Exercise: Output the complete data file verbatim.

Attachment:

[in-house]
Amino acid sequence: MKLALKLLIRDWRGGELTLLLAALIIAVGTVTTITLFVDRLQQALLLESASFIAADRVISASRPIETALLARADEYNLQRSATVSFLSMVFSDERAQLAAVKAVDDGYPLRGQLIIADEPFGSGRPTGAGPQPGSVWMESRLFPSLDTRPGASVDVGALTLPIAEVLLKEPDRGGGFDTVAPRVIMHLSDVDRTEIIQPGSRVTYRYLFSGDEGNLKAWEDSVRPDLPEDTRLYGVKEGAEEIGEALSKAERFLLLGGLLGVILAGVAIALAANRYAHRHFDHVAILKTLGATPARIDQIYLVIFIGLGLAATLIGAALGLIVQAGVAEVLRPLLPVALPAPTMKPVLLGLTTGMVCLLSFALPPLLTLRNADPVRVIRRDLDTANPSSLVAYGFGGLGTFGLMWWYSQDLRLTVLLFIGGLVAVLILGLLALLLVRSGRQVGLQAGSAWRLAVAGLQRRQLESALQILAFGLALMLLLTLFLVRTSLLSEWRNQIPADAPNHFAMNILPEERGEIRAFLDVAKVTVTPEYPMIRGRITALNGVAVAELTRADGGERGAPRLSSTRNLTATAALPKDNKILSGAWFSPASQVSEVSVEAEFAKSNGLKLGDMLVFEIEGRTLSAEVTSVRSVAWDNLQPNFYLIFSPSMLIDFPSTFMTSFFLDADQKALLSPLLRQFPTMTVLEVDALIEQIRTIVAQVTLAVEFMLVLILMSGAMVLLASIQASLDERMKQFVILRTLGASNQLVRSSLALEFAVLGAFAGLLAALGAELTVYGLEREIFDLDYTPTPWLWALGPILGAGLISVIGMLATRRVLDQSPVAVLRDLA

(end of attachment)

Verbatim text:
[in-house]
Amino acid sequence: MKLALKLLIRDWRGGELTLLLAALIIAVGTVTTITLFVDRLQQALLLESASFIAADRVISASRPIETALLARADEYNLQRSATVSFLSMVFSDERAQLAAVKAVDDGYPLRGQLIIADEPFGSGRPTGAGPQPGSVWMESRLFPSLDTRPGASVDVGALTLPIAEVLLKEPDRGGGFDTVAPRVIMHLSDVDRTEIIQPGSRVTYRYLFSGDEGNLKAWEDSVRPDLPEDTRLYGVKEGAEEIGEALSKAERFLLLGGLLGVILAGVAIALAANRYAHRHFDHVAILKTLGATPARIDQIYLVIFIGLGLAATLIGAALGLIVQAGVAEVLRPLLPVALPAPTMKPVLLGLTTGMVCLLSFALPPLLTLRNADPVRVIRRDLDTANPSSLVAYGFGGLGTFGLMWWYSQDLRLTVLLFIGGLVAVLILGLLALLLVRSGRQVGLQAGSAWRLAVAGLQRRQLESALQILAFGLALMLLLTLFLVRTSLLSEWRNQIPADAPNHFAMNILPEERGEIRAFLDVAKVTVTPEYPMIRGRITALNGVAVAELTRADGGERGAPRLSSTRNLTATAALPKDNKILSGAWFSPASQVSEVSVEAEFAKSNGLKLGDMLVFEIEGRTLSAEVTSVRSVAWDNLQPNFYLIFSPSMLIDFPSTFMTSFFLDADQKALLSPLLRQFPTMTVLEVDALIEQIRTIVAQVTLAVEFMLVLILMSGAMVLLASIQASLDERMKQFVILRTLGASNQLVRSSLALEFAVLGAFAGLLAALGAELTVYGLEREIFDLDYTPTPWLWALGPILGAGLISVIGMLATRRVLDQSPVAVLRDLA